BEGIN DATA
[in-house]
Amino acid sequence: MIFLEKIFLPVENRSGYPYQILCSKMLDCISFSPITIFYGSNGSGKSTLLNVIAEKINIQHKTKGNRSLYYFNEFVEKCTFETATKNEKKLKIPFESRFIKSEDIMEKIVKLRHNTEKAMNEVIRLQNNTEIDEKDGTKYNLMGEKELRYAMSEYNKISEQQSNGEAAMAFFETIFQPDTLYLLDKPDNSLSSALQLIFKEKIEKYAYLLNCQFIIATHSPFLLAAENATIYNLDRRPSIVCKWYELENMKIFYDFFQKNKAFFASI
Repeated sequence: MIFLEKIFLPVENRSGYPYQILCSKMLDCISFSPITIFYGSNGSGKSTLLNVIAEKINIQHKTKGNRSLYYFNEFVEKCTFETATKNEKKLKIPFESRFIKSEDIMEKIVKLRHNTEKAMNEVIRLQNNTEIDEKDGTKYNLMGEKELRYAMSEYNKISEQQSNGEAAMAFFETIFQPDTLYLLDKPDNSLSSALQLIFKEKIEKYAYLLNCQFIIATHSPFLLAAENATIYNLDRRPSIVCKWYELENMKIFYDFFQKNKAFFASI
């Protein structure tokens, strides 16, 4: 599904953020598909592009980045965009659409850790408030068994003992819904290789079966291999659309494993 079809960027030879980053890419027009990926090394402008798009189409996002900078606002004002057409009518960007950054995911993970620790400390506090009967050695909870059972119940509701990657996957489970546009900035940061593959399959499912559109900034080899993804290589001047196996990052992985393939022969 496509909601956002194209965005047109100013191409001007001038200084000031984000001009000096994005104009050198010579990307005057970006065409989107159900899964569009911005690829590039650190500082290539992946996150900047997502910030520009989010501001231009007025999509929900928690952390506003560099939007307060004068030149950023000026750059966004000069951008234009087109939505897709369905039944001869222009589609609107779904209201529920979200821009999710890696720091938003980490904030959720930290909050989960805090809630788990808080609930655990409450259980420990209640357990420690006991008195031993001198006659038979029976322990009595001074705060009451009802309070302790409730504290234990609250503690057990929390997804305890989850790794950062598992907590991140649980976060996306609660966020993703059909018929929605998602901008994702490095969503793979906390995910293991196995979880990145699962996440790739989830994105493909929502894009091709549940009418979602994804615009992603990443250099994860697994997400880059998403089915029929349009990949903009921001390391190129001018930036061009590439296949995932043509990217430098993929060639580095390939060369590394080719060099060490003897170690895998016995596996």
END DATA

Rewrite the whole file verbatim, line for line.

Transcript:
[in-house]
Amino acid sequence: MIFLEKIFLPVENRSGYPYQILCSKMLDCISFSPITIFYGSNGSGKSTLLNVIAEKINIQHKTKGNRSLYYFNEFVEKCTFETATKNEKKLKIPFESRFIKSEDIMEKIVKLRHNTEKAMNEVIRLQNNTEIDEKDGTKYNLMGEKELRYAMSEYNKISEQQSNGEAAMAFFETIFQPDTLYLLDKPDNSLSSALQLIFKEKIEKYAYLLNCQFIIATHSPFLLAAENATIYNLDRRPSIVCKWYELENMKIFYDFFQKNKAFFASI
Repeated sequence: MIFLEKIFLPVENRSGYPYQILCSKMLDCISFSPITIFYGSNGSGKSTLLNVIAEKINIQHKTKGNRSLYYFNEFVEKCTFETATKNEKKLKIPFESRFIKSEDIMEKIVKLRHNTEKAMNEVIRLQNNTEIDEKDGTKYNLMGEKELRYAMSEYNKISEQQSNGEAAMAFFETIFQPDTLYLLDKPDNSLSSALQLIFKEKIEKYAYLLNCQFIIATHSPFLLAAENATIYNLDRRPSIVCKWYELENMKIFYDFFQKNKAFFASI
């Protein structure tokens, strides 16, 4: 599904953020598909592009980045965009659409850790408030068994003992819904290789079966291999659309494993 079809960027030879980053890419027009990926090394402008798009189409996002900078606002004002057409009518960007950054995911993970620790400390506090009967050695909870059972119940509701990657996957489970546009900035940061593959399959499912559109900034080899993804290589001047196996990052992985393939022969 496509909601956002194209965005047109100013191409001007001038200084000031984000001009000096994005104009050198010579990307005057970006065409989107159900899964569009911005690829590039650190500082290539992946996150900047997502910030520009989010501001231009007025999509929900928690952390506003560099939007307060004068030149950023000026750059966004000069951008234009087109939505897709369905039944001869222009589609609107779904209201529920979200821009999710890696720091938003980490904030959720930290909050989960805090809630788990808080609930655990409450259980420990209640357990420690006991008195031993001198006659038979029976322990009595001074705060009451009802309070302790409730504290234990609250503690057990929390997804305890989850790794950062598992907590991140649980976060996306609660966020993703059909018929929605998602901008994702490095969503793979906390995910293991196995979880990145699962996440790739989830994105493909929502894009091709549940009418979602994804615009992603990443250099994860697994997400880059998403089915029929349009990949903009921001390391190129001018930036061009590439296949995932043509990217430098993929060639580095390939060369590394080719060099060490003897170690895998016995596996």